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About Us

Advancing Growth

The AAEDC is a 501c(3) nonprofit with the mission to advance economic growth in the Ashland area through the attraction of new business, retention of existing businesses, and promotion of the area by providing support that enables development and enhances the community region.

Meet the Board

  • Timothy O’Brien – President
  • Teri Mikkelsen – Vice President
  • David Lutton – Treasurer
  • Joanie Swanson – Secretary
  • Robert Bundy – At large member
  • Jeff Dewey – At large member
  • Jason Libal – AGPS School Representative
  • Chuck Niemeyer – City of Ashland Representative
  • Susan Thomas – Chamber of Commerce Representative

Meet the Executive Director

Caleb Fjone

Caleb Fjone

2021-2023 Strategic Plan

On March 22, 2021, the Ashland Area Economic Development Corporation (AAEDC) held a meeting to update the existing 2018-2019 Action Plan. AAEDC worked in conjunction with Tom Bliss at Southeast Nebraska Development District (SENDD) to complete the plan. The strategic planning session was focused on a series of questions that encouraged engagement of the board. The action plan is broken up into four (4) goal statements with items supporting the goal. The addition of a new executive director fulfilled goal statement four (4) from the 2018-2019 Action Plan, which has enabled AAEDC to focus more on commercial development, marketing and advocacy, housing development and the organizational structure. The goals in the 2018-2019 Action Plan are still relevant to the mission of AAEDC, but the 2021 Plan will focus the efforts of the body more effectively. The 2021-2023 Plan will give the board and executive director a blueprint to follow in the coming years.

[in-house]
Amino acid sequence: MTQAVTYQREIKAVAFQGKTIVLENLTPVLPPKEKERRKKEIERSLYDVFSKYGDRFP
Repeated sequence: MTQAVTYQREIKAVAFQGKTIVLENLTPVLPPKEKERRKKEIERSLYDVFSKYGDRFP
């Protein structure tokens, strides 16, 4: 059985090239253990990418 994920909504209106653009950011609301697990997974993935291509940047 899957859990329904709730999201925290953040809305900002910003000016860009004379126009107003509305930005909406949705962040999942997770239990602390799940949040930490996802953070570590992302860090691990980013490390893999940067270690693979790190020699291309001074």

Prior to the meeting, questions were sent to the participants to begin the engagement process. These questions were designed to have the board members and city staff think about strategy rather than an operational plan. Due to the COVID-19 pandemic, social distancing was encouraged, which allowed the AAEDC Board and city staff to participate either in-person or online. Understanding the number of changes occurring in Ashland and AAEDC, this is a three (3) year plan. Tasks are divided into three categories: ongoing, short-term and long-term. Unlike the 2018-2019 Action Plan, it is suggested that these activities are shared responsibilities between AAEDC Board Members and the AAEDC Executive Director. As needed, it is strongly encouraged that partner organizations are identified and utilized. This may help conserve the organization’s limited resources.


Goal One

Commercial Development and Capital Investment

A strong, diverse local economy is the backbone of a livable, growing community. Strong, vibrant communities encourage local enterprise that serves the needs of residents and promotes stable employment.


Goal Two

Marketing and Advocacy

A plan to grow awareness of AAEDC is an investment. Growing understanding of the organization will bring new voices to the conversation and cultivate an appreciation for your efforts.


Goal Three

Structure, Membership, and Organizational